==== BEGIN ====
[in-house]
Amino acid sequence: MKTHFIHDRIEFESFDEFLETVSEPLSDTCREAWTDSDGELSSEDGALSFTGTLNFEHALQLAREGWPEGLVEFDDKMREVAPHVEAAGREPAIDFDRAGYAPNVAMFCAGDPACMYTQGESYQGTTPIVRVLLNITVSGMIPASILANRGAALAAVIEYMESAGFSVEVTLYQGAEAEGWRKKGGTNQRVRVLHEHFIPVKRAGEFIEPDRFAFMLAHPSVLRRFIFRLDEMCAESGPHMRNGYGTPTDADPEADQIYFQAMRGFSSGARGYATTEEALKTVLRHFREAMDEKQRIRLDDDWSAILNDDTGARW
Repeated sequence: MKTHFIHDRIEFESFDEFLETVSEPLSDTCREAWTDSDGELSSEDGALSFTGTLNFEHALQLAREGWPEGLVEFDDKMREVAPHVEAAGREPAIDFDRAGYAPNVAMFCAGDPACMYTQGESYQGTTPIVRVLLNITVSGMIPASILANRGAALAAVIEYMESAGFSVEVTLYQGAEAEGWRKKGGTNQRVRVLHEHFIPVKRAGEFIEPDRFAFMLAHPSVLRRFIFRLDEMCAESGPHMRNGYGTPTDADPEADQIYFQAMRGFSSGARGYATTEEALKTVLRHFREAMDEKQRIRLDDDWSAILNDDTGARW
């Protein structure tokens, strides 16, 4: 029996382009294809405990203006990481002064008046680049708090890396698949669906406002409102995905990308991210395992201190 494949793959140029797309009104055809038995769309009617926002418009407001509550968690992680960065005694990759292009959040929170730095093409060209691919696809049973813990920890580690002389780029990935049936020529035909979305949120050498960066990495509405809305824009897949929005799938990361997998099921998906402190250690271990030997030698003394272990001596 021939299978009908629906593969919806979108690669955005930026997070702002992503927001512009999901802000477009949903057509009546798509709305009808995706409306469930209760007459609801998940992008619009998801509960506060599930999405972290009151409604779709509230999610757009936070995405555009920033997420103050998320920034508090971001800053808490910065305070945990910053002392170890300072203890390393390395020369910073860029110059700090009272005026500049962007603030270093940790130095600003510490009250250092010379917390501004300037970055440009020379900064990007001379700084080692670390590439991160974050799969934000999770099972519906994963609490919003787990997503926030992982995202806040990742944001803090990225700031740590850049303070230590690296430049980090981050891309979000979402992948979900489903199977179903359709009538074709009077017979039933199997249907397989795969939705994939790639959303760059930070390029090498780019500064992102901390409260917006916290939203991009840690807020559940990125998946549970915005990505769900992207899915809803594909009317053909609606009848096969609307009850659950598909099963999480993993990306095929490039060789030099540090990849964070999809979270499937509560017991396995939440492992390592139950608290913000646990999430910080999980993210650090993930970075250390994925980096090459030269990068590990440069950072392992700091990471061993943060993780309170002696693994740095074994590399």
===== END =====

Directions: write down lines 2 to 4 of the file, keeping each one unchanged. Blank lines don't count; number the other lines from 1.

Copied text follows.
Amino acid sequence: MKTHFIHDRIEFESFDEFLETVSEPLSDTCREAWTDSDGELSSEDGALSFTGTLNFEHALQLAREGWPEGLVEFDDKMREVAPHVEAAGREPAIDFDRAGYAPNVAMFCAGDPACMYTQGESYQGTTPIVRVLLNITVSGMIPASILANRGAALAAVIEYMESAGFSVEVTLYQGAEAEGWRKKGGTNQRVRVLHEHFIPVKRAGEFIEPDRFAFMLAHPSVLRRFIFRLDEMCAESGPHMRNGYGTPTDADPEADQIYFQAMRGFSSGARGYATTEEALKTVLRHFREAMDEKQRIRLDDDWSAILNDDTGARW
Repeated sequence: MKTHFIHDRIEFESFDEFLETVSEPLSDTCREAWTDSDGELSSEDGALSFTGTLNFEHALQLAREGWPEGLVEFDDKMREVAPHVEAAGREPAIDFDRAGYAPNVAMFCAGDPACMYTQGESYQGTTPIVRVLLNITVSGMIPASILANRGAALAAVIEYMESAGFSVEVTLYQGAEAEGWRKKGGTNQRVRVLHEHFIPVKRAGEFIEPDRFAFMLAHPSVLRRFIFRLDEMCAESGPHMRNGYGTPTDADPEADQIYFQAMRGFSSGARGYATTEEALKTVLRHFREAMDEKQRIRLDDDWSAILNDDTGARW
């Protein structure tokens, strides 16, 4: 029996382009294809405990203006990481002064008046680049708090890396698949669906406002409102995905990308991210395992201190 494949793959140029797309009104055809038995769309009617926002418009407001509550968690992680960065005694990759292009959040929170730095093409060209691919696809049973813990920890580690002389780029990935049936020529035909979305949120050498960066990495509405809305824009897949929005799938990361997998099921998906402190250690271990030997030698003394272990001596 021939299978009908629906593969919806979108690669955005930026997070702002992503927001512009999901802000477009949903057509009546798509709305009808995706409306469930209760007459609801998940992008619009998801509960506060599930999405972290009151409604779709509230999610757009936070995405555009920033997420103050998320920034508090971001800053808490910065305070945990910053002392170890300072203890390393390395020369910073860029110059700090009272005026500049962007603030270093940790130095600003510490009250250092010379917390501004300037970055440009020379900064990007001379700084080692670390590439991160974050799969934000999770099972519906994963609490919003787990997503926030992982995202806040990742944001803090990225700031740590850049303070230590690296430049980090981050891309979000979402992948979900489903199977179903359709009538074709009077017979039933199997249907397989795969939705994939790639959303760059930070390029090498780019500064992102901390409260917006916290939203991009840690807020559940990125998946549970915005990505769900992207899915809803594909009317053909609606009848096969609307009850659950598909099963999480993993990306095929490039060789030099540090990849964070999809979270499937509560017991396995939440492992390592139950608290913000646990999430910080999980993210650090993930970075250390994925980096090459030269990068590990440069950072392992700091990471061993943060993780309170002696693994740095074994590399």